Ads are hard to avoid at the best of times, but it has a tendency to get a little worse in the run-up to Christmas. Advertising has become increasingly prolific on social networks, and this is certainly true of Facebook. As we enter the holiday season, Facebook is providing advertisers with advice that will enable them to deliver finely-tuned ads at highly specific sets of users.
If you picked yourself up a new tablet in the Black Friday or Cyber Monday sales, Facebook makes it possible for advertisers to pick you out of the masses. The social network is not only rolling out a couple of new features to help with targeted advertising, but also providing tips for more successful campaigns.
Over the years Twitter has come in for a lot of flak for the level of abuse that runs rife on the social network. Now the site is taking action by making improvements to the existing blocking features as well as refining the harassment-reporting facility. With the likes of #gamergate and various other high profile cases, Twitter users have found themselves on the receiving end of vitriol, hatred and abuse.
Today's updates aim to clamp down on these activities, making it easier for users to report problematic tweets and easier for Twitter to respond quickly to problems. There is a particular focus on making life easier to users of mobile versions of Twitter, and the blocking feature is now more prominent in apps.
Researchers have warned that big data trends discerned from social networks, like Twitter and Facebook, misrepresent the real world because they use biased information.
Computer scientists at McGill University, Montreal and Carnegie Mellon University in Pittsburgh, have discovered that social media is often guilty of "population bias", as large sections of society are not represented by the sites.
The UK parliament is calling on social networks such as Facebook and Twitter to simplify their terms and conditions. The Science and Technology Committee has expressed concern that privacy policies and other documents are strewn with legal terms that most people do not read or understand. This means that most social network users are simply not aware that they have agreed for their personal information to be used in various ways -- and are certainly unaware of how it might be used.
The Committee is calling for social networks to make a commitment to explain in very clear terms how personal data is shared and used. It wants to work with the government to draw up a set of standards -- almost a social networking manifesto -- that companies can sign up to.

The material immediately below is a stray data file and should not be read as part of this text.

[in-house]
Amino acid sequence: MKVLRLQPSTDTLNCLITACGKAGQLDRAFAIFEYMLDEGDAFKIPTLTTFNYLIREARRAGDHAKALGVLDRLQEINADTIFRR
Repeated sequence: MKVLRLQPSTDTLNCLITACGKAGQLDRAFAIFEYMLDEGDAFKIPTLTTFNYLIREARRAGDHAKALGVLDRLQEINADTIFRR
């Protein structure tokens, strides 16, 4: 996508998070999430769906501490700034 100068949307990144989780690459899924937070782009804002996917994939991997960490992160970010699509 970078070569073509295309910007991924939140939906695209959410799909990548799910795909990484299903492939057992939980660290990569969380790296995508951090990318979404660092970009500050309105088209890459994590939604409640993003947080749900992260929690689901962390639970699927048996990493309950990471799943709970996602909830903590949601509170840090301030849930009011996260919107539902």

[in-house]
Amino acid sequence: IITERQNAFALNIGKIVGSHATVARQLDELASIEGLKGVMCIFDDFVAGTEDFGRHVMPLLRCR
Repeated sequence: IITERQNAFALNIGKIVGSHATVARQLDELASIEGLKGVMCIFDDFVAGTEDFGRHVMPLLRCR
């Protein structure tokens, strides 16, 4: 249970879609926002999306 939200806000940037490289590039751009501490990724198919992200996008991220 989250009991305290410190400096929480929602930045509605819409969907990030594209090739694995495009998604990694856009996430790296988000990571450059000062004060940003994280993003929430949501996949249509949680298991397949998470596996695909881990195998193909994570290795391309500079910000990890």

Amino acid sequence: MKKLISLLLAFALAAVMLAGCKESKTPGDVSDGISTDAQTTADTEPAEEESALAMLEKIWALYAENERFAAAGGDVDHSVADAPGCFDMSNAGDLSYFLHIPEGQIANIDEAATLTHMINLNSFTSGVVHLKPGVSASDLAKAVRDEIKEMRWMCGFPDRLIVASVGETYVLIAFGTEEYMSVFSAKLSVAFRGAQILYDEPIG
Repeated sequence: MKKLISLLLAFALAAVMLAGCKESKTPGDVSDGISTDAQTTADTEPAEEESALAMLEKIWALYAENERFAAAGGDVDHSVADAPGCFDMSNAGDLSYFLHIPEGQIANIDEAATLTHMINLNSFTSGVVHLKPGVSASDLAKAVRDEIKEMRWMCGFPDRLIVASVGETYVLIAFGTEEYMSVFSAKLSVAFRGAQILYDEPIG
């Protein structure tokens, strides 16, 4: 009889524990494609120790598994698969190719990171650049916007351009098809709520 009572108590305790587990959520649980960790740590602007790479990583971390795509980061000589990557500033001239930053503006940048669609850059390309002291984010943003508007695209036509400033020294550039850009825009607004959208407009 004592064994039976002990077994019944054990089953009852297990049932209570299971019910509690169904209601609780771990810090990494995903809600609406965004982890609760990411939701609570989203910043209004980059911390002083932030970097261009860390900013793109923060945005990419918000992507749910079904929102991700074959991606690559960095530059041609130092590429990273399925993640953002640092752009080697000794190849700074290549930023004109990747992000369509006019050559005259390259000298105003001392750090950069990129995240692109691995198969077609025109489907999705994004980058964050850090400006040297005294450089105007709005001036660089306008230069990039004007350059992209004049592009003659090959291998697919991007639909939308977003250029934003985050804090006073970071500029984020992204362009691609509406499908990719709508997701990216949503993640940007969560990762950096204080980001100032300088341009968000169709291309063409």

Hate 'em, loathe 'em or abhor 'em, it's hard to avoid ads. You know that you're a consumer. Companies exist because you consume, and you are encouraged to consume more and more. To help lead you to consume, you need to be subjected to advertising -- it's all part of the money-go-round of using the web.
Tailored ads are more likely to bring in cash, and social networks are in the business of gathering information about their users with a view to delivering the most laser-focused targeted advertising possible. The latest venture by Twitter involves keeping tabs on the apps you install on your iOS or Android phone or tablet.
There are some people who just can’t get enough of Facebook. Sharing the occasional thought or ponderance is not enough for many who feel the need to live out their entire lives on Zuckerberg's social network. A lot of workplaces -- perhaps sensibly -- block access to sites such as Facebook, but new reports suggest that the social giant is keen to enter the office on legitimate terms with Facebook at Work.
At the moment, Facebook is the bane of network admins' lives as employees find new ways to bypass restrictions that may be put in place. But the Financial Times says that it may soon be welcomed with open arms as a work-centric version of Facebook is rumored to offer Office- and Google-baiting document collaboration, and LinkedIn-aping professional networking.
Security firm AVG has published a new report looking at online privacy which shows the considerable amount of regret admitted by some teenagers when it comes to things they have posted online -- and the fact that seven in ten teens don’t know everyone they have befriended on social media.
The Digital Diaries research, which quizzed some 4,000 teenagers aged between 11 and 16 -- not that those under 13 are technically teenagers, but we’ll let that slide -- found that 28 percent of teens said they later regretted posting something online.